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Title: A complex systems approach to connectivity to international markets
Authors: Calatayud, Maria Agustina
Issue Date: 2016
Publisher: Newcastle University
Abstract: Improving connectivity is increasingly a topic at the centre of the international trade and transport policy agendas. An examination on available documents and studies in both the policy-making and the academic fields shows that the concept of connectivity has often been defined in different ways, and thus has taken a variety of meanings. This poses the questions: what is freight connectivity?; what are its determinants in the context of international trade? The researcher is not aware of any study that has analysed, in a comprehensive and systematic way, the different perspectives, determinants and measures of connectivity to international markets. Using a mixed-methods approach that includes a systematic literature review encompassing literature in the fields of Transport Engineering and Economics, International Economics, Supply Chain Management, Physics and Transport Geography; a survey and in-depth interviews in three countries; comparative analysis of connectivity metrics in a variety of fields; and network analysis of over 100 networks, this Dissertation contributes to fill this gap by providing: (i) a complex systems approach to connectivity to international markets; (ii) a comprehensive definition of connectivity to international markets which encompasses the different factors that influence it; and (iii) a novel method to assess connectivity to international markets using network analysis. Further contributions of this research include insights on the multi-layered characteristics of both international trade flows and its support system; the perspective of emerging economies; and the study of a region – the Americas – mostly overlooked by the literature on complex systems applied to trade and transport networks. It is expected that a multi-disciplinary, comprehensive and more precise understanding and assessment of the determinants of connectivity will contribute to identify and design more effective policies to address barriers impeding the fast, smooth access to international markets, as well as guide future multi-disciplinary research and analysis in academia and policy-making.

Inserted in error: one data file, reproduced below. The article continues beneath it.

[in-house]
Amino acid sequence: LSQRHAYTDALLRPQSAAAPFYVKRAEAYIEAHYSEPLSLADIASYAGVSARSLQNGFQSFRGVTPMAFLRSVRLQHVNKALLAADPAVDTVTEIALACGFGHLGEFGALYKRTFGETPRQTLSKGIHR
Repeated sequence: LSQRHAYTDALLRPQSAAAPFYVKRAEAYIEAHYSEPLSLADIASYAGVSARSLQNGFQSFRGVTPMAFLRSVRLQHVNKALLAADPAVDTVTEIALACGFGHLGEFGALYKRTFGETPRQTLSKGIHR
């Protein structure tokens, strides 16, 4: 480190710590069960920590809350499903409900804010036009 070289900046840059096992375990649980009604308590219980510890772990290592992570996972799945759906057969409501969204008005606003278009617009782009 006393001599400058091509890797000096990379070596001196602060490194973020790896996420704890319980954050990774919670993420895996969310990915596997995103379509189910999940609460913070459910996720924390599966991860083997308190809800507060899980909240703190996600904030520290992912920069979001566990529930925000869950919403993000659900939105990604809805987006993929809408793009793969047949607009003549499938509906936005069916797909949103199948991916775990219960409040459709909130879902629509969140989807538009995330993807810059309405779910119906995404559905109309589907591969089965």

Description: PhD Thesis
Appears in Collections:School of Mechanical and Systems Engineering

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